Thunderstorms that develop over Africa also serve as the nucleus for some of the worst storms the Atlantic can produce. Disturbances that drift off the African coast can quickly come to life near the Cape Verde Islands, gaining steam as they spiral west toward North America. If western Africa experiences a drought (or the SAL keeps blowing west), it can have a significant impact on the Atlantic hurricane season.

The ironic thing about tropical cyclones is that they produce some of the worst winds on Earth, yet relatively weak winds in the atmosphere can force them to dissipate. Atmospheric wind shear—strong winds that change speed and direction with height—is a death sentence to budding tropical storms. Winds blow the tops off the thunderstorms and prevent them from developing into much more than a brief pulse. Wind shear is also much greater in the tropical Atlantic than it is in the tropical Pacific, both due to regular jet stream patterns and the constant stream of low-pressure systems blowing off North America.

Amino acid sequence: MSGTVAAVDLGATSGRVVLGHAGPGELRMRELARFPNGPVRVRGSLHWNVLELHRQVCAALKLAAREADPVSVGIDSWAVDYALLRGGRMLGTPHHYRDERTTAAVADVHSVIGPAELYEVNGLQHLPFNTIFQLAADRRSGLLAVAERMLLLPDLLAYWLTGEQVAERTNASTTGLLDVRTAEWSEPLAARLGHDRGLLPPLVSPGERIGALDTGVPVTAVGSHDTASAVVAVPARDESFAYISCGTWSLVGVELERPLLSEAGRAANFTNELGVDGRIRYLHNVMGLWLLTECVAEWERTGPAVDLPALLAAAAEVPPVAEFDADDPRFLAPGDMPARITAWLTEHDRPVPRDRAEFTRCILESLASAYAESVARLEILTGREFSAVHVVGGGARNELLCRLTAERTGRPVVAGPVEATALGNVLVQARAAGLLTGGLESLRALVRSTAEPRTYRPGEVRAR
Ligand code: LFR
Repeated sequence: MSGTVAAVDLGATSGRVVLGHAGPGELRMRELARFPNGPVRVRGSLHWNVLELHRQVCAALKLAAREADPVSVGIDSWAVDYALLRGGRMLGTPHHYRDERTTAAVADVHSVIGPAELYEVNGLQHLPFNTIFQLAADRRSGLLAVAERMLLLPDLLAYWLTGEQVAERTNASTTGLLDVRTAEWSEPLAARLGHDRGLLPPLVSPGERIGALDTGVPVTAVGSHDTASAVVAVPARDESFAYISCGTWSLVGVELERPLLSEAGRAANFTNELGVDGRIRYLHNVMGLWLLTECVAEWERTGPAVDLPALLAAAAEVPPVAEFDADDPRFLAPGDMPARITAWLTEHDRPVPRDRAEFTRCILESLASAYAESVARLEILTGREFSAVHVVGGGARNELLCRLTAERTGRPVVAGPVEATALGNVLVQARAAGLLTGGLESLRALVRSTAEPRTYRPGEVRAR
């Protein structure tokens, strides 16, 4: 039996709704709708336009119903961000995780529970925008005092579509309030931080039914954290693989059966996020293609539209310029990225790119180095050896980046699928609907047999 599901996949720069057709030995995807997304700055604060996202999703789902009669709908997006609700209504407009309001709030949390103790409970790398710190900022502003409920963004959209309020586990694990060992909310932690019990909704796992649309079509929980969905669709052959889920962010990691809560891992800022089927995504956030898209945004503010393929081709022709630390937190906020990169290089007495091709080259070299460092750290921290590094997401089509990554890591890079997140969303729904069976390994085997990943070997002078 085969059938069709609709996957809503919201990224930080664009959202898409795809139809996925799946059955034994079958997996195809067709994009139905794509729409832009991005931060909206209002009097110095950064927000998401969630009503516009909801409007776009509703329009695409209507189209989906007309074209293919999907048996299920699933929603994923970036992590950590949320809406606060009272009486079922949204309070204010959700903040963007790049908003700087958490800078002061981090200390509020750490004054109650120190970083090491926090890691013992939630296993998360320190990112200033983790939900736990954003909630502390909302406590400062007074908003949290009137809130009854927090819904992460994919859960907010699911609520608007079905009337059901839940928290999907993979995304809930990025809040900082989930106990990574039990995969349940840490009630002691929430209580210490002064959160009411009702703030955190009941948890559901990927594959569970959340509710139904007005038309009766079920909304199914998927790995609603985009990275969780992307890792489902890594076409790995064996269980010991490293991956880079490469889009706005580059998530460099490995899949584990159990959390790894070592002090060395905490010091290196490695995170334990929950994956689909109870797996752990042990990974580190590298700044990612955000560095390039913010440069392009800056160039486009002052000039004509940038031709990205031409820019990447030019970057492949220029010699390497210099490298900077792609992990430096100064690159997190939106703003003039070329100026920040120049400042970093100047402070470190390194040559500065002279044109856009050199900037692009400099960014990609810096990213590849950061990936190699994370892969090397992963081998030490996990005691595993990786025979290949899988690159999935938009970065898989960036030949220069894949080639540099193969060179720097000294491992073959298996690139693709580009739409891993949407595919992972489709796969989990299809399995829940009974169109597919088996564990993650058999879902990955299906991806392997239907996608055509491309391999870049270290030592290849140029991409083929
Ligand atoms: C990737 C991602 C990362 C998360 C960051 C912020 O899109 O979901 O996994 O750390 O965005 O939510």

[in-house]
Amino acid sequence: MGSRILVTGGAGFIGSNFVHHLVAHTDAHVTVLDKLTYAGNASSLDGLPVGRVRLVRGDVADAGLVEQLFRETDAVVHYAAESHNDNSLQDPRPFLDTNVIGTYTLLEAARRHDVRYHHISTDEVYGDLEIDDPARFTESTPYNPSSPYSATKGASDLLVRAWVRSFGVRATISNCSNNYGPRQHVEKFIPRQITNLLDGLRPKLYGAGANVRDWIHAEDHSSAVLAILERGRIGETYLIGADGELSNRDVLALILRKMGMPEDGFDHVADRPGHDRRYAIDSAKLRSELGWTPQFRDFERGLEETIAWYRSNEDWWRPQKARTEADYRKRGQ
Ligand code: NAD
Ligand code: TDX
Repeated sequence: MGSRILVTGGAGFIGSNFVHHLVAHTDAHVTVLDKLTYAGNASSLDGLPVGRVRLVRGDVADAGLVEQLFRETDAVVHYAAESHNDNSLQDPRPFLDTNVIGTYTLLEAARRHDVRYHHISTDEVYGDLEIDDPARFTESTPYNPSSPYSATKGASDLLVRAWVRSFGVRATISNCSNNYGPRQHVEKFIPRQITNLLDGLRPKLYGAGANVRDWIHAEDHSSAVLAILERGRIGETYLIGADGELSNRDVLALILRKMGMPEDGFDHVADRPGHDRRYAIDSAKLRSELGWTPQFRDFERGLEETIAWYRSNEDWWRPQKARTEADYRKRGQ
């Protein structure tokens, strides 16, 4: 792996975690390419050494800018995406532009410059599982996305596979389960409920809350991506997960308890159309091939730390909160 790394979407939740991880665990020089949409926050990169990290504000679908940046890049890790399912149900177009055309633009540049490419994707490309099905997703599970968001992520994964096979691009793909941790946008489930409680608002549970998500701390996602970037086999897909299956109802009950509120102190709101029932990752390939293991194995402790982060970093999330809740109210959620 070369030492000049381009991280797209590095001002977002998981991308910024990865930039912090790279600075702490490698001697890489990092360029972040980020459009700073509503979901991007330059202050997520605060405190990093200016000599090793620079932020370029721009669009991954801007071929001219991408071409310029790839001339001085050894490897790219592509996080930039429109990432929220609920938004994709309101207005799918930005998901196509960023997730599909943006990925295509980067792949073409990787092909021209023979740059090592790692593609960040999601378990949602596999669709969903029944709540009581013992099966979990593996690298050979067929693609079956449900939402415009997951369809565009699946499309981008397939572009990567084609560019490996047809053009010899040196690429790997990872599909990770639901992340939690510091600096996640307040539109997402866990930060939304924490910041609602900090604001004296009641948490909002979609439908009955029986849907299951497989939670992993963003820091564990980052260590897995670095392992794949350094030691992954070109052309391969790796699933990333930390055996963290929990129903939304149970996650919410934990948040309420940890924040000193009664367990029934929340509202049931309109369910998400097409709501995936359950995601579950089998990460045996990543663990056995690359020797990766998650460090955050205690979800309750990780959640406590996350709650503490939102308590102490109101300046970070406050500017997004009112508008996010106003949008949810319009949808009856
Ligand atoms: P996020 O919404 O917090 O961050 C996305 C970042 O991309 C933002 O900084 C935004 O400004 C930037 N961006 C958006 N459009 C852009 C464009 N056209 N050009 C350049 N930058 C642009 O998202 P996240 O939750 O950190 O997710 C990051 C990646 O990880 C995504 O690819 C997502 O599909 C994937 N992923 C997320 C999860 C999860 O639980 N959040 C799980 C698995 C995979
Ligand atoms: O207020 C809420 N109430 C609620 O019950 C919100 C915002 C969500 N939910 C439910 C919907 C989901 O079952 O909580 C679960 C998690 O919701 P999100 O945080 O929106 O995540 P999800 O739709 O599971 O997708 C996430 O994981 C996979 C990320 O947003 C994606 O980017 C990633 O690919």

Mental Floss's Three-Day Sale Includes Deals on Apple AirPods, Sony Wireless Headphones, and More

Apple
Apple

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Apple

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Sony

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Sony

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Martha Stewart

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Jashen

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Evachill

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Gourmia

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Noerden

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Prices subject to change.